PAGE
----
The Alameda Corridor is a 20-mile railroad “expressway” that connects the World Ports of Los Angeles and Long Beach with the national rail system. The Corridor began operating in April 2002 and its main purpose was to alleviate truck traffic on local freeways and create a more efficient way to move cargo containers from the Ports of Los Angeles and Long Beach to the Downtown Los Angeles rail yards. Effectively, the Corridor has created an efficient solution to get cargo containers from the Ports to major inland distribution points in the Inland Empire and as far east as Kansas City and Chicago. As of April 2016, the Alameda Corridor was handling an average of almost 36 trains per day and over 11,000 TEU’S. The Alameda Corridor Transportation Authority (ACTA) owns and operates the Corridor and charges user fees to the railroads on a per-TEU basis.
The five-county Greater Los Angeles region represents the largest industrial market in the nation with approximately 1.0 BSF, connected by the region’s modern sea ports, highways, railways and airports. The region historically has boasted the strongest market
fundamentals in the country relating to rents, vacancy and availability rates and pricing. In Greater Los Angeles, the overall vacancy rate was 1.2% as of the fourth quarter of 2017. The market also generated 9.3 MSF of gross activity in the fourth quarter.
The Los Angeles City Council voted and approved new regulations for recreational cannabis businesses. Recreational marijuana will officially spread like wildfire on January 1, 2018, per California state law. This will be a boon for industrial real estate landlords as cannabis growers and cultivation operations typically pay premium industrial rental rates compared to regular warehouse and manufacturing users. Pot growers often pay in excess of 2X the market rate. Some key rules are below from the L.A. Times article. The mayor is expected to sign the ordinance soon.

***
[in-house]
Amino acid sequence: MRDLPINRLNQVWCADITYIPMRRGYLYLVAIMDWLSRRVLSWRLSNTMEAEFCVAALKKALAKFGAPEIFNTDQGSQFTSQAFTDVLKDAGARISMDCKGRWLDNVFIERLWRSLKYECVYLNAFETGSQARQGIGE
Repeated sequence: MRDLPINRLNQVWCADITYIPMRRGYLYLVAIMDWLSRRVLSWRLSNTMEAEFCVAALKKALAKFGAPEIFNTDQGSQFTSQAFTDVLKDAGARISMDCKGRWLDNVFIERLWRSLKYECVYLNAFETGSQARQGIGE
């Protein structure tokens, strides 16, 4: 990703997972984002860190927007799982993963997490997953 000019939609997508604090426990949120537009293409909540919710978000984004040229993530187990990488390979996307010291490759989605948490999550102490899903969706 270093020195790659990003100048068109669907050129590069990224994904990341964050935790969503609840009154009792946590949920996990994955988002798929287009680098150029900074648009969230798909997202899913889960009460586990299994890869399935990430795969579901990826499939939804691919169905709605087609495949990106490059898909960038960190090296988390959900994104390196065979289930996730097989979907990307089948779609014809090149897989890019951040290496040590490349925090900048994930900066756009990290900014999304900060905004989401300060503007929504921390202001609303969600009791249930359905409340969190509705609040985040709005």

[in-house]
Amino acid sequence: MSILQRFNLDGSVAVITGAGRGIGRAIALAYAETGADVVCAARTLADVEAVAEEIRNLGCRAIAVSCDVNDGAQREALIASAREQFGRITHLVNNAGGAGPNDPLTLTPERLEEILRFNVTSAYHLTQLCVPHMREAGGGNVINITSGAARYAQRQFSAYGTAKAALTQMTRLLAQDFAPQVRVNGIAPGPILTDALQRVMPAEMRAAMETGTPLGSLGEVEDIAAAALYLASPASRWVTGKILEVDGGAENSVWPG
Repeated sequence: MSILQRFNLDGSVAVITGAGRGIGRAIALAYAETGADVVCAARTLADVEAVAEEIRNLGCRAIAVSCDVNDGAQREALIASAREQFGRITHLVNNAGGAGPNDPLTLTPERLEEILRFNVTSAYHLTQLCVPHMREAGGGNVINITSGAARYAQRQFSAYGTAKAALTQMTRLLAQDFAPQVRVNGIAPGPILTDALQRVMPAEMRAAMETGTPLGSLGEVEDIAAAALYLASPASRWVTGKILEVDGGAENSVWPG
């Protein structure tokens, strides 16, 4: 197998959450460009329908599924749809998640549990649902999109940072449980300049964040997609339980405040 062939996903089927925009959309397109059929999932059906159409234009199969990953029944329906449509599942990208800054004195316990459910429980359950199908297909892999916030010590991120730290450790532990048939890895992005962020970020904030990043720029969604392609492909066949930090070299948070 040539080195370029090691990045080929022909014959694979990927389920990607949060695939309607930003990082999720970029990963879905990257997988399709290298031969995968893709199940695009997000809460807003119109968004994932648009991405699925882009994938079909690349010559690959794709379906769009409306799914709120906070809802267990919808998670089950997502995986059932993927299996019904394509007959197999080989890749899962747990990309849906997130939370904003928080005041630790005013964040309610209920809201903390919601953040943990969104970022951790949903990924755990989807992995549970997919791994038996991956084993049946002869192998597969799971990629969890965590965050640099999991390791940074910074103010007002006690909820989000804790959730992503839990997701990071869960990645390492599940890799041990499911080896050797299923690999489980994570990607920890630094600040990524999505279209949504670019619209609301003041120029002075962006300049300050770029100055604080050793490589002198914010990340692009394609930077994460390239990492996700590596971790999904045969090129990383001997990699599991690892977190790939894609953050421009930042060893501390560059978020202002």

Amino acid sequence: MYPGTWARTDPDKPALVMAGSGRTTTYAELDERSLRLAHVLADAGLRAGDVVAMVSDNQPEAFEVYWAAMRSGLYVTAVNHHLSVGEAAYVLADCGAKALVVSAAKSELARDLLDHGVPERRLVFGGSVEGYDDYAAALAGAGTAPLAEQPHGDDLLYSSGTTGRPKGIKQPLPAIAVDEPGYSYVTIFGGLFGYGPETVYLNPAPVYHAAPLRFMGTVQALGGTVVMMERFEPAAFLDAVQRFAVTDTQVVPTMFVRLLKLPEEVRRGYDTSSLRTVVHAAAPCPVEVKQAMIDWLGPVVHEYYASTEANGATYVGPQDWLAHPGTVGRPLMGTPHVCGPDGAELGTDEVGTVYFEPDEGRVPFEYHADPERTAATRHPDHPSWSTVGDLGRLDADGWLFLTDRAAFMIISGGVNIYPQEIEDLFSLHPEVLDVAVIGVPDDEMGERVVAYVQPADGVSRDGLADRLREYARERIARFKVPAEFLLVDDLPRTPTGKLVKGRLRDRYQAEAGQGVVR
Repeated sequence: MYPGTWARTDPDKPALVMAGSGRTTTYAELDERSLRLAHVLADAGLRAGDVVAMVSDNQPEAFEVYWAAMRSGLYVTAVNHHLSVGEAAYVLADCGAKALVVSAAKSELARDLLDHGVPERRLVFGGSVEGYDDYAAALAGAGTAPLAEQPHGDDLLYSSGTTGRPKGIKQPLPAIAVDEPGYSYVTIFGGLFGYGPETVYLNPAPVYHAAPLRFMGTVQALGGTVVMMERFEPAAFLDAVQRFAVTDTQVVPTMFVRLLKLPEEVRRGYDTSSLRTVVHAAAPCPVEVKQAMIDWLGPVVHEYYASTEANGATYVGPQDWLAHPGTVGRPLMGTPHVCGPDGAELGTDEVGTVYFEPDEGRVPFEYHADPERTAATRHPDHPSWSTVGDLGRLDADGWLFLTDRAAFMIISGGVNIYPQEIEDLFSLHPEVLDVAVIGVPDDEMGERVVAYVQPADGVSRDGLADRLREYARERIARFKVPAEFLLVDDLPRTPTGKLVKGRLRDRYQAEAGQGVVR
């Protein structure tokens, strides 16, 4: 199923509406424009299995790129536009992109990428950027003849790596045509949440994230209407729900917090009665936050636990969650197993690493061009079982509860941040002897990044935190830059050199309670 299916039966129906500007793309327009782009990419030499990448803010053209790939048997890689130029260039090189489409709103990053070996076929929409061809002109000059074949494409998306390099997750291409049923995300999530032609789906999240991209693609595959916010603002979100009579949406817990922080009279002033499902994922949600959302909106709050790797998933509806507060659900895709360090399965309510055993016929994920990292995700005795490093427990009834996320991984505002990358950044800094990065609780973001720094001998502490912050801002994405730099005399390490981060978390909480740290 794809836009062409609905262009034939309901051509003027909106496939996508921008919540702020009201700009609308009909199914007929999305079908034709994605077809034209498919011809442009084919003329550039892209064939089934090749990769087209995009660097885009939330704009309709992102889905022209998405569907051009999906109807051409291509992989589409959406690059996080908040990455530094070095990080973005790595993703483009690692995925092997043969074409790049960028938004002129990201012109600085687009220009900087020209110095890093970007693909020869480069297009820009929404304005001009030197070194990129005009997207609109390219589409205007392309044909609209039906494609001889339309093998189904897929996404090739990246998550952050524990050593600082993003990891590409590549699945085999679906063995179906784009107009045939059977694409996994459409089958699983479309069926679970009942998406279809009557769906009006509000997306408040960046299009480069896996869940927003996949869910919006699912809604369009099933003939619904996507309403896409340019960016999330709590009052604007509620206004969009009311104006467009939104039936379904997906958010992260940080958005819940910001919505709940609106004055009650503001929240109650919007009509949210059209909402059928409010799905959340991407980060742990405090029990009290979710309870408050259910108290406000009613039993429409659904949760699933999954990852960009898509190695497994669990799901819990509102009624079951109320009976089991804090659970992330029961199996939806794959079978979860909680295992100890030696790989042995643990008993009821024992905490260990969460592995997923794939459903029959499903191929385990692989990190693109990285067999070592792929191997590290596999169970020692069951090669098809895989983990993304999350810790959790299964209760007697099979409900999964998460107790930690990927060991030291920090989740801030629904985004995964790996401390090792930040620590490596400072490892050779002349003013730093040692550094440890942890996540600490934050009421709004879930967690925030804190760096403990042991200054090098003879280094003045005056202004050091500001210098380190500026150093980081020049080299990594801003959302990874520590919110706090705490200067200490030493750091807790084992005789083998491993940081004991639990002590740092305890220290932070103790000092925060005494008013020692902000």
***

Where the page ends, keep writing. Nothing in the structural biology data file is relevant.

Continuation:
12/20/2017 UPDATE: the Mayor signed the cannabis ordinance.
Under the new regulations, pot shops can open their doors only in specific commercial and industrial zones and must operate at least 700 feet from schools, public parks and libraries, child care centers, alcohol and drug treatment centers and other “sensitive” sites, as well as from other pot retailers.
Other kinds of marijuana businesses, including growers and manufacturers, would be confined to industrial zones and banned within 600 feet of schools. And marijuana manufacturers that use volatile solvents would also be prohibited within 200 feet of residential areas.
To prevent an “undue concentration” in neighborhoods, city leaders also decided to cap the number of pot shops, growers, manufacturers and marijuana “micro-businesses,” which do a combination of things, allowed in each community.
Although the local CPI has hovered between 0-2% since the recession. In 2017 we have seen it steadily rise above 2% to a current 2.5%. This will affect the annual increase increments for new leases signed. Historically industrial escalation clauses demanded a floating increase between 3-5%, whatever the CPI at the time.
Former American Apparel Facility.
Classic Brick Buildings, BowTruss Roof Roof, Great Natural Light.
Creative Campus conversion: art gallery, live/work.
Warehouse, Manufacturing, or Cannabis/Cultivation/Growing Uses.
Skylights, Sprinklers, Gated Parking.
1,200 AMPS of power, 120/240 Volts, 3 phase.
Adjacent to Slauson Central Retail Plaza: Starbucks, Fatburger, etc.
10 minutes south of DTLA Arts District.
You can read the WSJ article here. Excerpt below.
Some say a $15 minimum wage, slated by 2020, will drive them out.
LOS ANGELES—Its numbers have slipped from earlier highs, but Los Angeles still boasts more jobs making jeans, jackets and other apparel than any other pocket of the country.
Manufacturers and designers now fear “Made in L.A.” is under threat from a new law set to boost the city’s minimum wage to $15 an hour by 2020.
The city’s wage law, which will raise the base pay by 50% over five years, serves as a test for urban minimum wages. Advocates say it will provide much needed help for working families but manufacturers warn it will undercut their competitiveness and drive them out of town.
Contract apparel manufacturer 5 Thread Factory, whose garments include shirts for men and women, mountain-bike gear and other products, has outgrown its two floors of space in a gritty downtown neighborhood just three years after it opened. But with wages rising, CEO Brian Zuckerman said he won’t sign another lease in the city.
“The simple answer to this whole conversation is we’re moving out of the city of L.A.,” he said.